I know plenty has been written about the botched ending to Littlefinger’s story, because a lot went wrong in it. But, I want to break down the mechanical elements of the story, because there’s more to it than simply smart characters acting stupid, cliche sister-vs-sister conflict, and the worst criminal defense strategy in the history of history (Littlefinger would have been better off with Liar Liar’s Fletcher Reede).
If we break the story down into its fundamental parts, we begin to see problems very early. For our protagonist in this portion of the saga, we have Sansa (not really Arya for this bit), and then the show jumps directly to giving us an antagonist in Littlefinger. But wait, that’s not how story craft goes. Before we can have an antagonist, we need for the protagonist to have a goal — the antagonist is what gets between the protagonist and the goal. The structure needs to be “Protagonist wants something, but antagonist gets in the way,” and not “Protagonist. Also antagonist.”
The Primary Conflict of the Winterfell Intrigue
For Sansa, the most important goal is protecting her family and the North at large. The threats to that are Cersei, soon the Army of the Dead, and possibly Daenerys later on. Littlefinger isn’t an obstacle to this; he’s an ally, albeit an untrustworthy one. Littlefinger has to go out of his way to make himself an obstacle to Sansa’s goal. Now, if Littlefinger has a strong motivation for this, it can work, otherwise it doesn’t. And “chaos is a ladder” isn’t motivation. Littlefinger isn’t the Joker, he doesn’t sow chaos for the sake of chaos; he does it when he thinks he’ll be able to maneuver into a position of greater power.
Does Littlefinger see Arya as a threat to his influence with Sansa? Maybe, though Arya doesn’t seem to have Sansa’s ear, we saw Littlefinger try to befriend Bran instead of trying to convince people Bran is dangerous, and he doesn’t appear to be working to remove anyone else with political influence (like Lord Royce). He does try to remove Brienne, but she’s not really a political counselor to Sansa, just a big meat shield, and having another noble in their retinue is a good asset to Littlefinger (even if Brienne doesn’t like him). Scratch off this possibility.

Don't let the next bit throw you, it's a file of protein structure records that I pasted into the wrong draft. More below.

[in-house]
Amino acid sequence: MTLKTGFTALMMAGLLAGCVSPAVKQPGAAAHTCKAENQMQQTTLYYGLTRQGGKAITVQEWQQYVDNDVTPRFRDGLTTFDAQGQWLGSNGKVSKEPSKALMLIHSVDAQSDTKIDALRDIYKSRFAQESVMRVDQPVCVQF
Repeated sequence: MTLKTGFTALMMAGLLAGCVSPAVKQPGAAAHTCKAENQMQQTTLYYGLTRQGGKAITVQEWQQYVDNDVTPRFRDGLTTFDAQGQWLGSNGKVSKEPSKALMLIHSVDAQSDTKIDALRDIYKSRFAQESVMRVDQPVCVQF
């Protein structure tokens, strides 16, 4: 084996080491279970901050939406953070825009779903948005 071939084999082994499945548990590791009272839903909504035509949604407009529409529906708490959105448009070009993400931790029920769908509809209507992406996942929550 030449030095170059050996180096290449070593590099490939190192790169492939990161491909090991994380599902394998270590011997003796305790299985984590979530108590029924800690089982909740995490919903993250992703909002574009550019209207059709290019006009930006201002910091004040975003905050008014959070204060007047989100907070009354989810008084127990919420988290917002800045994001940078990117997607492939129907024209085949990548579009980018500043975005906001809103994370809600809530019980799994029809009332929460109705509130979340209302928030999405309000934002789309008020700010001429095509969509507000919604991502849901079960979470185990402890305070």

Does Littlefinger hope Arya will kill Sansa, and then most likely be arrested and killed herself, creating a power vacuum in the North? It sounds like a “Littlefinger thing to do,” …but only in a very superficial popcorn-stuffing way. Not only would he still have Jon Snow to contend with later, but he’d be losing influence, not gaining it. Being on good terms with Sansa — Lysa’s niece and Robin’s cousin — helps him maintain his somewhat flimsy influence in the Vale, and it’s his best path towards influence in the North as well. What’s more, we don’t see Littlefinger building alliances with any other lords of the North, people he would need to support him if he wanted to rule. Scratch off this option also.
The result here is that Littlefinger becomes an antagonist to Sansa simply for the sake of giving Sansa an antagonist, and to setup Littlefinger’s eventual defeat by a united Sansa and Arya. Littlefinger dies trying to execute a plot he had no reason to pursue in the first place. The events happen solely because the conclusion requires them to do so, not because they make sense to the characters (or they’re insufficiently explained for the audience). Sometimes a story needs to arrive at what Michael Byers calls the “false, required conclusion,” and there’s an eloquent way to reach it, but GoT dropped the ball here.
Most likely what we really needed was a lot more light shone on what Littlefinger was up to so that we could understand him as the protagonist of his own story. He has his own objective (to climb the ladder) and his own obstacles impeding him. If we actually knew why Littlefinger was manufacturing this conflict, the pieces might fall together. Compare against how plainly we see Tyrion’s ploy of telling Varys, Littlefinger, and Pycelle different stories about his plans for Myrcella. The editing in that sequence was a bit hokey, but seven hells, at least the audience understands what the story is.